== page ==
Family Patterns in Nineteenth Century Swedenwith Bobbi Low and Alice Clarke, published by the Demographic Database, Umeå, Sweden, 1992.
“Toward an Ecological Demography,” with B. Low and A. Clarke, Population and Development Review, 18, 1 (March 1992), 1-32.

“Sally Has Been Sick: Pregnancy and Family Limitation Among Virginia Gentry Women, 1780-1840,” with Jan    
       Lewis, based on a paper delivered at the 1986 meeting of the American Historical Association, submitted by request 
       to the Journal of Social History, and published Fall, 1988.  Reprinted in Mother and Motherhood, Readings in

American Women’s History, ed. Janet Golden, Ohio State University Press, 1997, and in Family and Society in American History, Joseph A. Hawes and Elizabeth I. Nybakken, eds. (Urbana, University of Illinois Press, 2001.)

The Fertility Transition in Sweden: The Evidence of Smaller Geographic Units, 1805-1890.  Demographic Database, Umeå, Sweden, 1983.  A summary version was printed in the Proceedings of the Nordic Demographic Conference, Sweden, 1983.

 

Translating Swedish Civil War book

Ken is currently translating a work from Swedish:

Translation of Åke Sandström, A War Within the Civil War: Colonel Oscar Malmborg and the Men of the     55th  Illinois Infantry.
Fieldstone Common’s sponsor is Houstory, makers of the Home History Book and the Heirloom Registry. Fieldstone Common listeners can take 15 % off their Heirloom Registry order by visiting the Heirloom Registry at www.heirloomregistry.com, and entering FIELDSTONE – in all caps – at checkout.

Fieldstone Common greatly appreciates the support of Houstory as a sponsor. Show your support for Fieldstone Common by visiting our sponsor’s site.

Copyright 2012-2013 Marian Pierre-Louis

A New England Town With Ken Lockridge

Professor Ken Lockridge

Broadcast Time: THURSDAY, 29 November 2012 at 1:00pm EST

In 1970 Professor Ken Lockridge published a book called A New England Town: The First Hundred Years. This book established an innovative way to examine and interpret developing 17th century New England towns. The book allowed us to look at these early colonists as people rather than simply names and dates. In addition, works published at the same time by his colleagues Demos, Greven and Zuckerman helped set off a new interest in the history of early America.

Join Marian Pierre-Louis, host of Fieldstone Common, as she discusses the start of Professor Lockridge’s career with A New England Town and then progresses through 40 years of his fascinating historical projects.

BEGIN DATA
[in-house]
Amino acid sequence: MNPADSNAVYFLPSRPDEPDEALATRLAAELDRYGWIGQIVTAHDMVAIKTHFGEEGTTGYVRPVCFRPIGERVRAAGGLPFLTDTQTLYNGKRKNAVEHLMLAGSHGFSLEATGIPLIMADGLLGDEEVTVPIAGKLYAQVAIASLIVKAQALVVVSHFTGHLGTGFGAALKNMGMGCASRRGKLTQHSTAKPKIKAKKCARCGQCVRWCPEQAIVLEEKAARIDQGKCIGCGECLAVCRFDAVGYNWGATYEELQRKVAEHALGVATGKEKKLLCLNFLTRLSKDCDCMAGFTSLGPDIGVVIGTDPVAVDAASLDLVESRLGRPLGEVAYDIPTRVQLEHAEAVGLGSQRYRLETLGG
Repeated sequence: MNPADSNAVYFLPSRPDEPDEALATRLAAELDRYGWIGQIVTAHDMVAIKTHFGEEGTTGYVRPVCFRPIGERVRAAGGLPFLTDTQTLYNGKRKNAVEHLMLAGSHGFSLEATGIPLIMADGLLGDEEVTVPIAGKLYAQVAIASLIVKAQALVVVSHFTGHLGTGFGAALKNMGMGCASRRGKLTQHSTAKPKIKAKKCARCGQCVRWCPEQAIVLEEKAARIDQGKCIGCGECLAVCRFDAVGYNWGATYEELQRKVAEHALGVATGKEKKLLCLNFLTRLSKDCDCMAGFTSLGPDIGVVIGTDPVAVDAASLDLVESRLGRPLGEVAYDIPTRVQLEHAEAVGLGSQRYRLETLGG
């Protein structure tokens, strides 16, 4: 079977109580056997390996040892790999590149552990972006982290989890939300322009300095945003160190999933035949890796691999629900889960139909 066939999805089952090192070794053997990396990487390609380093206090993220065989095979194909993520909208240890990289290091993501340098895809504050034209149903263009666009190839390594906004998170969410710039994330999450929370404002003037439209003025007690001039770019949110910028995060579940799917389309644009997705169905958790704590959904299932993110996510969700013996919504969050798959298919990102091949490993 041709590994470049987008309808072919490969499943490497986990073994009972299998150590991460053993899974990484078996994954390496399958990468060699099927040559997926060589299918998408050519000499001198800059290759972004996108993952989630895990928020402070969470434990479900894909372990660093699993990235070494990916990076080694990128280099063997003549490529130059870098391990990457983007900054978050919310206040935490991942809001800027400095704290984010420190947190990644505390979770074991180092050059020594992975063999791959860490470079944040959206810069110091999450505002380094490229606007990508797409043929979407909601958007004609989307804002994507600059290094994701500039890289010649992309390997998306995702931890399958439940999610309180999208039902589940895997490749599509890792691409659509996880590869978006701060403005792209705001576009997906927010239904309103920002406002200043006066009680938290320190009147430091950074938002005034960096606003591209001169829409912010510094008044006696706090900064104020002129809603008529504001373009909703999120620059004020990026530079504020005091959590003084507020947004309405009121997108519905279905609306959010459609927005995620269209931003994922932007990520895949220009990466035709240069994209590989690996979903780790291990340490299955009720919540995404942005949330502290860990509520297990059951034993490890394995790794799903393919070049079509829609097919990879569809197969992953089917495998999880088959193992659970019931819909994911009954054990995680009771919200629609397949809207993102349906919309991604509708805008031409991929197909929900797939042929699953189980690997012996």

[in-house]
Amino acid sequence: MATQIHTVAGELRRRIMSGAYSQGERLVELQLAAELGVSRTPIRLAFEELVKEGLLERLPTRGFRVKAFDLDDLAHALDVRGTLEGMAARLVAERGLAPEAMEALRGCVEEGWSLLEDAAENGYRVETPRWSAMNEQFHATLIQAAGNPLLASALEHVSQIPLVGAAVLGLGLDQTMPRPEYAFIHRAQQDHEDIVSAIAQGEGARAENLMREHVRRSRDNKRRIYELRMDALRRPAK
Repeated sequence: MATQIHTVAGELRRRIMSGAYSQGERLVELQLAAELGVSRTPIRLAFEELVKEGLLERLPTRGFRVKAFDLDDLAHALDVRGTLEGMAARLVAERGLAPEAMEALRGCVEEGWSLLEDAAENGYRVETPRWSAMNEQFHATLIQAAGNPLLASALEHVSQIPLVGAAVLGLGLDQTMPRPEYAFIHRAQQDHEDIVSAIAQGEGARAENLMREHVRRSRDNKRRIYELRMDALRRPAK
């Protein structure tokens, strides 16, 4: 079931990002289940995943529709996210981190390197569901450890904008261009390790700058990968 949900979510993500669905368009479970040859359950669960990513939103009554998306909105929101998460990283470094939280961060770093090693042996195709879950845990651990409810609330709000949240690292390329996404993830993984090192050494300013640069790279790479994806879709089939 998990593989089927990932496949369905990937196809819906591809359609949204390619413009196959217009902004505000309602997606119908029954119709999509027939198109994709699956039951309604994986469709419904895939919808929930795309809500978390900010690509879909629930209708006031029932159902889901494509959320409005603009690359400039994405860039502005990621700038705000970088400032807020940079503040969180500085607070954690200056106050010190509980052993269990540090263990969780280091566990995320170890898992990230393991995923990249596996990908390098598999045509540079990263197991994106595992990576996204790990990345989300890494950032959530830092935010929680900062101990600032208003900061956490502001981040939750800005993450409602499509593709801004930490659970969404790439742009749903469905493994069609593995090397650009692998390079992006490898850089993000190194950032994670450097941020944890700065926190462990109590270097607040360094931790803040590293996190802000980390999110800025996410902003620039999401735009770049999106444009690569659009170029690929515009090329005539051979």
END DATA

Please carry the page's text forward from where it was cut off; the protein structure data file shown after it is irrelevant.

Copyright 2012-2013 Marian Pierre-Louis

Show Notes – The Naked Quaker with Diane Rapaport

The Naked Quaker with Diane Rapaport on Fieldstone CommonFollowing are some notes on items that were mentioned during the 20 September 2012 Fieldstone Common interview with Diane Rapaport, author of the Naked Quaker.


The podcast of the interview is now available.

The Naked Quaker is readily available from online booksellers such as amazon.com.

Diane Rapaport’s other book is called New England Court Records: A Research Guide for Genealogists and Historians.

You can learn more about Diane by visiting her website or follow her on her Facebook page

For many years Diane wrote a column called “Tales from the Courthouse” which was first featured in New England Ancestors which later became American Ancestors. This publication is a membership benefit of the New England Historic Genealogical Society. In addition to the print magazine, members can search the online archive of American Ancestors to read Diane’s column. The magazine can also be found at many libraries and genealogical societies.

You can read an interview with Diane on the Bostonist website and another on Boston.com.

Check Diane’s schedule to see if she is speaking at a venue near you.

Copyright 2012-2013 Marian Pierre-Louis

The Naked Quaker with Diane Rapaport

The Naked Quaker by Diane Rapaport
The Naked Quaker by Diane Rapaport

LIVE: THURSDAY, 20 September 2012 at 1:00pm EST

Listen in to Fieldstone Common this week as host Marian Pierre-Louis talks to author Diane Rapaport about her book The Naked Quaker: True Crimes and Controversies from the Courts of Colonial New England.

The word “Puritan” conjures up dour images of 17th-century New Englanders. We rarely think of Puritans as people who had fun, or sex. Our ancestors used different words, but human nature was not so different 350 years ago.